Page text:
The career-defining moment came in 1508, when he was invited to Rome by the greatest patron of the age, Pope Julius II, to decorate his private rooms in the Vatican Palace. This move transformed Raphael’s artistic status. First working with fellow painter Giovanni Antonio Bazzi (‘il Sodoma’, 1477–1549) on Pope Julius’s private library, the Stanza (Room) della Segnatura, Raphael alone secured the commission for the following three rooms, the Stanza di Eliodoro, (where the Pope received visitors), the Stanza dell’Incendio and the Sala di Costantino. The artist was further honoured in 1511, when the Pope appointed him his Scriptor Brevium (papal scribe), a symbolic role that was a mark of great favour.
Raphael took exceptional trouble with the design and painting of his ground-breaking frescos for the Pope’s private apartments, to which he brought a new level of artistic and intellectual achievement. He probably began work in the Stanza della Segnatura in 1508–09 with a scene of the ‘Disputa’ or ‘Disputation of the Holy Sacrament’, depicting an earthly gathering of faithful saints and notables assembled around an altar on which stands the host in a monstrance, overseen by the Trinity in the Heavens. A further assembly of experts in the disciplines of geometry, geography and astronomy appears in the famous ‘School of Athens’ fresco of 1509–10.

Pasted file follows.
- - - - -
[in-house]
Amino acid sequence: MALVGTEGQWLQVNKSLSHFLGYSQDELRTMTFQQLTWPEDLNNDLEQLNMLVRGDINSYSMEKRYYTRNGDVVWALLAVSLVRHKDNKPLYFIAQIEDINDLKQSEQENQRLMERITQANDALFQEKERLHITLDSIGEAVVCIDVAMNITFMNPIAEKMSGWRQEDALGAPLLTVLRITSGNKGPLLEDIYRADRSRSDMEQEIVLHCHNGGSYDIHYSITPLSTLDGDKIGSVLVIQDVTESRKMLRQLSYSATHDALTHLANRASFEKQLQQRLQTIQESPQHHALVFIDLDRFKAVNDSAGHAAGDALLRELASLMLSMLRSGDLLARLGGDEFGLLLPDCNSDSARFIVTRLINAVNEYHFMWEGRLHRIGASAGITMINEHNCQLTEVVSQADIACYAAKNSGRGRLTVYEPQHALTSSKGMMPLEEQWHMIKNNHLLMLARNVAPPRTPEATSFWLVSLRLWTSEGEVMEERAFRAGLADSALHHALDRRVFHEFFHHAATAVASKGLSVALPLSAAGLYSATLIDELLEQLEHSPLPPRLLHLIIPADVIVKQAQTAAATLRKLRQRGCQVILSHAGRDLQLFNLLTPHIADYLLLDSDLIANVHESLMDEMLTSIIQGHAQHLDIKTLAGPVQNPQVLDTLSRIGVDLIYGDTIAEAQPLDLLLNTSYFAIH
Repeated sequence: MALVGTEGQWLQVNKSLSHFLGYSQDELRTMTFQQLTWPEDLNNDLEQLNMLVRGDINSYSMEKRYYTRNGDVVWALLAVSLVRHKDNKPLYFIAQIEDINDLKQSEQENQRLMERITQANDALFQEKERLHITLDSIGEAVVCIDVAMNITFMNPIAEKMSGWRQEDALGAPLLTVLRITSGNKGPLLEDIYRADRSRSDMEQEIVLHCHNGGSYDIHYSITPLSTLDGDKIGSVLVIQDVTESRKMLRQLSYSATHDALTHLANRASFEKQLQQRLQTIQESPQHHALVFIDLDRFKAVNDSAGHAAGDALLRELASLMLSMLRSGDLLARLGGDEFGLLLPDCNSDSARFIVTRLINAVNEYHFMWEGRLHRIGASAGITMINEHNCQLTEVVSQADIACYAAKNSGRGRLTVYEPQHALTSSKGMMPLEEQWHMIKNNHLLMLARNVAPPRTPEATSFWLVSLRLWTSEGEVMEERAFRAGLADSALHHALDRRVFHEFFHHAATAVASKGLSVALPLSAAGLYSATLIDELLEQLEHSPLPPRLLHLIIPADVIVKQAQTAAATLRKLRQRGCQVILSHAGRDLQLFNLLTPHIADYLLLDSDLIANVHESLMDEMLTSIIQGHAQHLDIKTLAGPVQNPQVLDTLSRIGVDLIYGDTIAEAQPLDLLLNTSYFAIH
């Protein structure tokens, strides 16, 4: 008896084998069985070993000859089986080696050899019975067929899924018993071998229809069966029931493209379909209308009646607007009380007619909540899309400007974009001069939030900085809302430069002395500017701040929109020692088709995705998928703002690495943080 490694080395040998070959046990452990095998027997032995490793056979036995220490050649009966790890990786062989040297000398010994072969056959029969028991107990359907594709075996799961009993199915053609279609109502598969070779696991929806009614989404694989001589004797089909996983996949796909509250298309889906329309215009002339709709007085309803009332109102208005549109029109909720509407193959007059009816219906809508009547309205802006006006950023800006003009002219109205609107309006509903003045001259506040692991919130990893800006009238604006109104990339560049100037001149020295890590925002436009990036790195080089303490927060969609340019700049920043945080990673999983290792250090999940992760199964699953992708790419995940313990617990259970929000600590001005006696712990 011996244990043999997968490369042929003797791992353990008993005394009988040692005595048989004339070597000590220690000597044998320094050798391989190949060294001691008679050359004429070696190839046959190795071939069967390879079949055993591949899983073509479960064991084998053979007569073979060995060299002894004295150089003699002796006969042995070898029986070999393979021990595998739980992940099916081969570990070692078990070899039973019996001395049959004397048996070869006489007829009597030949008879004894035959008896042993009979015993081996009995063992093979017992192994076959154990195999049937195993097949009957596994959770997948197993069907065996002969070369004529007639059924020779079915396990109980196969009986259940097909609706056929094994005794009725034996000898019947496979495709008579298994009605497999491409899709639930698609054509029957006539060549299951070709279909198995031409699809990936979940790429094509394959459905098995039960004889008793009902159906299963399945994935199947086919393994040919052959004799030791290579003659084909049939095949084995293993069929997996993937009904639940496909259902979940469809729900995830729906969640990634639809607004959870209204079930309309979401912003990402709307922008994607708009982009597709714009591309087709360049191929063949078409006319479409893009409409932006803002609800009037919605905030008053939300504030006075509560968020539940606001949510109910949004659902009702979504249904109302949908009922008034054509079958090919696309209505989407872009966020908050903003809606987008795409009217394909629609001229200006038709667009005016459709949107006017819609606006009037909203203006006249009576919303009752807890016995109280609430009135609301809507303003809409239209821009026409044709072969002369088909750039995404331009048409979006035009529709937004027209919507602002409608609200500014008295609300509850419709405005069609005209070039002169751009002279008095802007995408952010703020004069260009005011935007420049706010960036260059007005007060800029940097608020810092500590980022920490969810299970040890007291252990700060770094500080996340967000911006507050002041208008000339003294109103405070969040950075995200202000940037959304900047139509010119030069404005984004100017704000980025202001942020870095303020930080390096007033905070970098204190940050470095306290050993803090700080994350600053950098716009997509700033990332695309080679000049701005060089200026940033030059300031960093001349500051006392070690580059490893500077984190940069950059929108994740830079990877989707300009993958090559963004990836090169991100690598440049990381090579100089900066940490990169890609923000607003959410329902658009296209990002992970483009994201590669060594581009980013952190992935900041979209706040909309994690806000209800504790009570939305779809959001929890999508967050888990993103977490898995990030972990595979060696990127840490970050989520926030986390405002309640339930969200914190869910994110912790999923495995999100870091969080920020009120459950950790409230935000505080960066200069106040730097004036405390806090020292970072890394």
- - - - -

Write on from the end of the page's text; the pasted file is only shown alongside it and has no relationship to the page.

Pope Julius II died midway through Raphael’s execution of the frescos for the Stanza di Eliodoro, but his successor, Pope Leo X (Giovanni de’ Medici), confirmed the artist in post. As a compliment to his new patron, Raphael chose scenes from the lives of 8th- and 9th-century Popes Leo III and IV to decorate the Stanza dell’Incendio, from 1514–17. At the same time, Leo X commissioned him to design a loggia for him in the Vatican Palace, which ran down one side of the building, ornamented with stucco and sculpture.
Raphael’s popularity in Rome encouraged him to employ several artists. According to Vasari, when he went to work, he was accompanied by 50 men ‘who kept him company to do him honour’, many of whom probably belonged to his workshop. Raphael had always collaborated with others and never baulked at supplying designs that were executed by artists under his direction. His large and organised workshop attracted talented painters, notably Giulio Romano (1492/9–1546), who was his principal assistant. After his master’s death, Romano successfully completed the Sala di Costantino, from 1520–24.
In 1514, Raphael received the most important and complex commission of his career when Pope Leo X asked him to design a series of tapestries depicting the Acts of the Apostles. He rose to the challenge and the series was woven in Pieter van Aelst’s workshop in Brussels before being hung in Rome.